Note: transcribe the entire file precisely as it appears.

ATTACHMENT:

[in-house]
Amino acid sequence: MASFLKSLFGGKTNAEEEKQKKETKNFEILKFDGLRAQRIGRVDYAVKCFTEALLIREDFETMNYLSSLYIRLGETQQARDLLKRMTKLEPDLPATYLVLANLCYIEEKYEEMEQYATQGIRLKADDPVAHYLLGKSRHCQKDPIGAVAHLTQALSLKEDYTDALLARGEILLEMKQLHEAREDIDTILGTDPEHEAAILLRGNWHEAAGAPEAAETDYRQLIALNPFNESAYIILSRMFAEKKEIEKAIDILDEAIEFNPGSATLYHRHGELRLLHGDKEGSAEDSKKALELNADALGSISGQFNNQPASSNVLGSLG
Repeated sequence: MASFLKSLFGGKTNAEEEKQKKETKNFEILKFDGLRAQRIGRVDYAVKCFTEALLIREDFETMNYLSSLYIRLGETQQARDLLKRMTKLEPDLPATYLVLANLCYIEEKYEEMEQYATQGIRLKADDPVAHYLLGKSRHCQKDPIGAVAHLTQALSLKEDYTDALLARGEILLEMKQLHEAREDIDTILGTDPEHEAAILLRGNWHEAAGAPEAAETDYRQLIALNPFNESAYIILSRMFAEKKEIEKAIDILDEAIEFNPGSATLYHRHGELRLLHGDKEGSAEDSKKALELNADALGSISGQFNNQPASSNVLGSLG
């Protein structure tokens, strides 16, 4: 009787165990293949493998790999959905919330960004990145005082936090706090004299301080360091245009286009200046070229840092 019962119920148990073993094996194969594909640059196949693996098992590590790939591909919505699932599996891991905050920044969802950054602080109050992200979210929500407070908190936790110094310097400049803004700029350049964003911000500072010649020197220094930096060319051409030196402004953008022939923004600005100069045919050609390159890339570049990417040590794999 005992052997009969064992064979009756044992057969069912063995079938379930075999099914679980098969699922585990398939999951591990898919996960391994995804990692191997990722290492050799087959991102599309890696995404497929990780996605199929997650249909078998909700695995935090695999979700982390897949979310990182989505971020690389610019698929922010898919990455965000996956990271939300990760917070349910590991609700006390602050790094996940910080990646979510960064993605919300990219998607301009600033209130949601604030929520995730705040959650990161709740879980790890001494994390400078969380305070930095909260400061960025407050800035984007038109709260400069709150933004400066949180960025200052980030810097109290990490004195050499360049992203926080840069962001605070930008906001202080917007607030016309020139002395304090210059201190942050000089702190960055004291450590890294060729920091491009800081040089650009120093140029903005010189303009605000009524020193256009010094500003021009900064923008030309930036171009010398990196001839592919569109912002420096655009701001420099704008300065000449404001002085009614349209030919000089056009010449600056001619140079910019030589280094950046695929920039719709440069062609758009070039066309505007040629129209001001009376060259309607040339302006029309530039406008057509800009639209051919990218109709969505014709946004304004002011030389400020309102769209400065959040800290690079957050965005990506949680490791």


[in-house]
Amino acid sequence: MASFLKSLFGGKTNAEEEKQKKETKNFEILKFDGLRAQRIGRVDYAVKCFTEALLIREDFETMNYLSSLYIRLGETQQARDLLKRMTKLEPDLPATYLVLANLCYIEEKYEEMEQYATQGIRLKADDPVAHYLLGKSRHCQKDPIGAVAHLTQALSLKEDYTDALLARGEILLEMKQLHEAREDIDTILGTDPEHEAAILLRGNWHEAAGAPEAAETDYRQLIALNPFNESAYIILSRMFAEKKEIEKAIDILDEAIEFNPGSATLYHRHGELRLLHGDKEGSAEDSKKALELNADALGSISGQFNNQPASSNVLGSLG
Repeated sequence: MASFLKSLFGGKTNAEEEKQKKETKNFEILKFDGLRAQRIGRVDYAVKCFTEALLIREDFETMNYLSSLYIRLGETQQARDLLKRMTKLEPDLPATYLVLANLCYIEEKYEEMEQYATQGIRLKADDPVAHYLLGKSRHCQKDPIGAVAHLTQALSLKEDYTDALLARGEILLEMKQLHEAREDIDTILGTDPEHEAAILLRGNWHEAAGAPEAAETDYRQLIALNPFNESAYIILSRMFAEKKEIEKAIDILDEAIEFNPGSATLYHRHGELRLLHGDKEGSAEDSKKALELNADALGSISGQFNNQPASSNVLGSLG
């Protein structure tokens, strides 16, 4: 009787165990293949493998790999959905919330960004990145005082936090706090004299301080360091245009286009200046070229840092 019962119920148990073993094996194969594909640059196949693996098992590590790939591909919505699932599996891991905050920044969802950054602080109050992200979210929500407070908190936790110094310097400049803004700029350049964003911000500072010649020197220094930096060319051409030196402004953008022939923004600005100069045919050609390159890339570049990417040590794999 005992052997009969064992064979009756044992057969069912063995079938379930075999099914679980098969699922585990398939999951591990898919996960391994995804990692191997990722290492050799087959991102599309890696995404497929990780996605199929997650249909078998909700695995935090695999979700982390897949979310990182989505971020690389610019698929922010898919990455965000996956990271939300990760917070349910590991609700006390602050790094996940910080990646979510960064993605919300990219998607301009600033209130949601604030929520995730705040959650990161709740879980790890001494994390400078969380305070930095909260400061960025407050800035984007038109709260400069709150933004400066949180960025200052980030810097109290990490004195050499360049992203926080840069962001605070930008906001202080917007607030016309020139002395304090210059201190942050000089702190960055004291450590890294060729920091491009800081040089650009120093140029903005010189303009605000009524020193256009010094500003021009900064923008030309930036171009010398990196001839592919569109912002420096655009701001420099704008300065000449404001002085009614349209030919000089056009010449600056001619140079910019030589280094950046695929920039719709440069062609758009070039066309505007040629129209001001009376060259309607040339302006029309530039406008057509800009639209051919990218109709969505014709946004304004002011030389400020309102769209400065959040800290690079957050965005990506949680490791």